Mother’s Boy (2022)
Patrick’s seventeenth novel is his first fully historical one since A Place Called Winter. It is based around the known facts of the boyhood and youth of the great Cornish poet, Charles Causley and the life of the mother who raised him singlehandedly.
Laura, an impoverished Cornish girl, meets her husband when they are both in service in Teignmouth in 1916. They have a baby, Charles, but Laura’s husband returns home from the trenches a damaged man, already ill with the tuberculosis that will soon leave her a widow. In a small, class-obsessed town she raises her boy alone, working as a laundress, and gradually becomes aware that he is some kind of genius.
As an intensely private young man, Charles signs up for the navy with the new rank of coder. His escape from the tight, gossipy confines of Launceston to the colour and violence of war sees him blossom as he experiences not only the possibility of death, but the constant danger of a love that is as clandestine as his work.
Mother’s Boy is the story of a man who is among, yet apart from his fellows, in thrall to, yet at a distance from his own mother; a man being shaped for a long, remarkable and revered life spent hiding in plain sight. But it is equally the story of the dauntless mother who will continue to shield him long after the dangers of war are past.
As a patron of the Charles Causley Trust Patrick was already passionate about Causley’s poems and wanting to get them read by a wider audience but it was only when he started to look more closely into the poet’s life that he hit on the idea of basing a novel on him. “The cliche is for a poet to lead a dissolute life, breaking hearts, wrecking their health and dying young,” he says, “But Causley breaks with that pattern entirely, being neither bad nor mad but an devoted primary school teacher who lived alone with his mother until her death and who went to the grave adjoining hers late in life and without a breath of scandal. In the years since his death, however, I kept hearing people saying that he was gay, or basically gay, though never linking his name to anyone’s. When I began to work my way through the considerable Causley archive at Exeter University, I not only found clear evidence that he was more interested in men than women, but increasingly found I had other common ground with him: in his early, very keen study of the piano and in his early dreams of becoming a playwright. The differences between us were vast, of course, as he was raised in considerable poverty and felt obliged to keep his inner self a secret all his life. He seemed to have laid out the clues in plain sight, like a tantalising breadcrumb trail for me to follow. Whenever he was asked why he never wrote his memoir he would always reply that it was all in the poems so I began to reread the poems more clearly and found one in particular, Angel Hill, which reads like a haunting confession. And then there was his training as one of the first generation of naval coders which handed me the perfect metaphor for a man hiding himself in layers of secrecy as well as the perfect training for him to receive as a poet.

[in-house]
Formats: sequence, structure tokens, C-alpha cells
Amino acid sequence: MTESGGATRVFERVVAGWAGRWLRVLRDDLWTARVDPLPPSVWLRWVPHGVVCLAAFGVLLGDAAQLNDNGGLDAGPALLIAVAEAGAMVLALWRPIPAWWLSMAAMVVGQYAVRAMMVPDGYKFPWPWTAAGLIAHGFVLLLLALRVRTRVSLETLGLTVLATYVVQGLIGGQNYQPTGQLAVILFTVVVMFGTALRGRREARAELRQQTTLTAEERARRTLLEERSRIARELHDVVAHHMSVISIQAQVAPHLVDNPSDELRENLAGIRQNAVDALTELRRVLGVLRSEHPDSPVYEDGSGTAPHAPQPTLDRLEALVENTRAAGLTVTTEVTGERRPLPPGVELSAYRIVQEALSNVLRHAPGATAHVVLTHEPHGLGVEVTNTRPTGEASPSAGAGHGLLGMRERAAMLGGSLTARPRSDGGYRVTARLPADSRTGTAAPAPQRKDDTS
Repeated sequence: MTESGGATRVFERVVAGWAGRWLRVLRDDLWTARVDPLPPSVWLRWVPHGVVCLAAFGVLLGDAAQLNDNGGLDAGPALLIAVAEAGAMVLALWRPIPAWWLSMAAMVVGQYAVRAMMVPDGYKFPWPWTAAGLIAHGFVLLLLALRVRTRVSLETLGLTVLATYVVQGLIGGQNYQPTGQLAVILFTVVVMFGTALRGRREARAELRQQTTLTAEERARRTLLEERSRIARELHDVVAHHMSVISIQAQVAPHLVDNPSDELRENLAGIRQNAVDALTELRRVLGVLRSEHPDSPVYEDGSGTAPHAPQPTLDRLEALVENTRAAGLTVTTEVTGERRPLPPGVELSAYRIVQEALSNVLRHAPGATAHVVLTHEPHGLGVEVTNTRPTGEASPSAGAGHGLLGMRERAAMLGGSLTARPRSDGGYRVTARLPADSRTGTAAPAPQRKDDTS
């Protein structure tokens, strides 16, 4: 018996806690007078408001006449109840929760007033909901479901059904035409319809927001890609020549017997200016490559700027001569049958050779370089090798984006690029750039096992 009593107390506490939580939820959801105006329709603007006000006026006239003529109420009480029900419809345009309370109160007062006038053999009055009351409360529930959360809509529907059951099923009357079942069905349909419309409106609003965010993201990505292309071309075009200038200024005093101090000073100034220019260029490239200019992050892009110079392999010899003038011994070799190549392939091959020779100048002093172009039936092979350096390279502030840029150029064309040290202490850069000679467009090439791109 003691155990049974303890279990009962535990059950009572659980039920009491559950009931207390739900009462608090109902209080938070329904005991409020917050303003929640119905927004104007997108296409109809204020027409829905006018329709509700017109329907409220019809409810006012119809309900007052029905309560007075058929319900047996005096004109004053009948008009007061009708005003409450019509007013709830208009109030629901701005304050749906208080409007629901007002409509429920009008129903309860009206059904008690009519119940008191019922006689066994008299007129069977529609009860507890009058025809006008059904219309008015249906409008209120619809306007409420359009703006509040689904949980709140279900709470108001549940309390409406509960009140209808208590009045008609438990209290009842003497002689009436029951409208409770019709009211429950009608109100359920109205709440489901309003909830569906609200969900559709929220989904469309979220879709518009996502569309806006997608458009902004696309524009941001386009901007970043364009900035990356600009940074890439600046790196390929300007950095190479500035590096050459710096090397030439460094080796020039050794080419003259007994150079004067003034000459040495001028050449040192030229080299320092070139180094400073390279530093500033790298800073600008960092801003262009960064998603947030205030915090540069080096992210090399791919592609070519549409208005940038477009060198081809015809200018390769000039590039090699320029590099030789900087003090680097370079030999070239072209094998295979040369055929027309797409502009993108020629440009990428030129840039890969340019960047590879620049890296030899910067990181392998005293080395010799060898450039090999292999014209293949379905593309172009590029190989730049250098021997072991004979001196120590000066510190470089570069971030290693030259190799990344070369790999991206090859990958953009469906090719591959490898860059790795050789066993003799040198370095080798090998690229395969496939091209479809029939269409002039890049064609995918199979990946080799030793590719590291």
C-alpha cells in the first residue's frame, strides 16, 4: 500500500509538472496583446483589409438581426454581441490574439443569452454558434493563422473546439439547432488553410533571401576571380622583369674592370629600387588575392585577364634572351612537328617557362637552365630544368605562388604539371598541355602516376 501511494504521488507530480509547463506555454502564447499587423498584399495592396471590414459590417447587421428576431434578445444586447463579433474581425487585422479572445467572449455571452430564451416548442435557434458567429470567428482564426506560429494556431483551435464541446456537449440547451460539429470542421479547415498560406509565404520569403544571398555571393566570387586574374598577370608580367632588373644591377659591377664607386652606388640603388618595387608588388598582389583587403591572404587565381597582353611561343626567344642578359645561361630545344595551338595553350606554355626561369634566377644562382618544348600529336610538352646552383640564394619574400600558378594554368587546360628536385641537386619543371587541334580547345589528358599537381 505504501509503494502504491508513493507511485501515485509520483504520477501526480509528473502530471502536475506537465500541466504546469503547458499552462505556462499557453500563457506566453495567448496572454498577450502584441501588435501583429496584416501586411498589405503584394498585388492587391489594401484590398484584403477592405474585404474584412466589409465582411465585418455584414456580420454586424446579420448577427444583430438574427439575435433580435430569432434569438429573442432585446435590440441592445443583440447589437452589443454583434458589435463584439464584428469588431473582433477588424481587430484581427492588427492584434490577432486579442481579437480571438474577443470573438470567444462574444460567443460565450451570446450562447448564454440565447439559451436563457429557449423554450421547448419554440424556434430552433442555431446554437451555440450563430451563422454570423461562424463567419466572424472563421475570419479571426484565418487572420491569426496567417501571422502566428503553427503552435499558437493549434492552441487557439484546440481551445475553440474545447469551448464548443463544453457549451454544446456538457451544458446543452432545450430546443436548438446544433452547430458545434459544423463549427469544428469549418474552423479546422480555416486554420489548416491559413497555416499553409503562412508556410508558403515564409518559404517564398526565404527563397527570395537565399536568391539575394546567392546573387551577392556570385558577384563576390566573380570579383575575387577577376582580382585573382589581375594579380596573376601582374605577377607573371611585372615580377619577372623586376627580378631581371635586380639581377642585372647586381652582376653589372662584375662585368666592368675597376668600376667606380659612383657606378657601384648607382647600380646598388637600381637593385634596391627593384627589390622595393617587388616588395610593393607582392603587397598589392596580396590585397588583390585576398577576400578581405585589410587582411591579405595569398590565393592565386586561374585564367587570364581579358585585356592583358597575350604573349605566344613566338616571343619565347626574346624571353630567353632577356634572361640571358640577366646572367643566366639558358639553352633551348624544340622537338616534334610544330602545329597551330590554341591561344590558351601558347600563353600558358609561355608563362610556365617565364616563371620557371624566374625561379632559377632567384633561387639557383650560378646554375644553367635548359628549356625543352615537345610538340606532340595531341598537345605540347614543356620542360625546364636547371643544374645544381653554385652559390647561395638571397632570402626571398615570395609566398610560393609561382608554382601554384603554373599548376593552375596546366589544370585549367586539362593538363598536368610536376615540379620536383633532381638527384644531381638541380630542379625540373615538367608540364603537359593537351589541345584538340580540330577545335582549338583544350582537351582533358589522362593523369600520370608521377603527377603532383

I found I was equally fascinated by Laura, his mother, for her ingenuity and single mindedness in raising a brilliant child alone and unsupported when her own education was pretty limited. She had left so few traces behind her, compared to him, that I had to extrapolate her character from his handful of autobiographical sketches, reminiscences of his friends and from the traces of her influence in his characteristic poetical voice: wryly Cornish, solidly good without being pious, blessed with country wisdom. I had worried at first that, once WW2 broke out and Charles left her side, her story might be lacking in incident, but then I started looking at just what had gone on in Launceston during the war. What with German and Italian POWs and a racially aligned mutiny among black GIs, it came to seem almost as dramatic as the adventures and traumas awaiting her son…”
Publisher: Tinder Press